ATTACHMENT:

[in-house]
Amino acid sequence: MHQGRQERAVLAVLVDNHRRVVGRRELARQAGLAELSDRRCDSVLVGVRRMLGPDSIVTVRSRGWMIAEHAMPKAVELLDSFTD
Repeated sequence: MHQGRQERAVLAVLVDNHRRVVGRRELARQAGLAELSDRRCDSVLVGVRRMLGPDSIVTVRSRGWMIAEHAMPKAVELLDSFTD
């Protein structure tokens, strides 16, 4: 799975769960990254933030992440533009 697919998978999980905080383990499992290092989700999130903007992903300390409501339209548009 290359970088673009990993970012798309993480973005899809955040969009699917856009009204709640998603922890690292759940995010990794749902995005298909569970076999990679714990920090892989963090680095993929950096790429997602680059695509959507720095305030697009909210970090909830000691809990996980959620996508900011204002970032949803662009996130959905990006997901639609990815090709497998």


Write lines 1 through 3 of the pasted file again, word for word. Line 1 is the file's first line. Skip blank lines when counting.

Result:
[in-house]
Amino acid sequence: MHQGRQERAVLAVLVDNHRRVVGRRELARQAGLAELSDRRCDSVLVGVRRMLGPDSIVTVRSRGWMIAEHAMPKAVELLDSFTD
Repeated sequence: MHQGRQERAVLAVLVDNHRRVVGRRELARQAGLAELSDRRCDSVLVGVRRMLGPDSIVTVRSRGWMIAEHAMPKAVELLDSFTD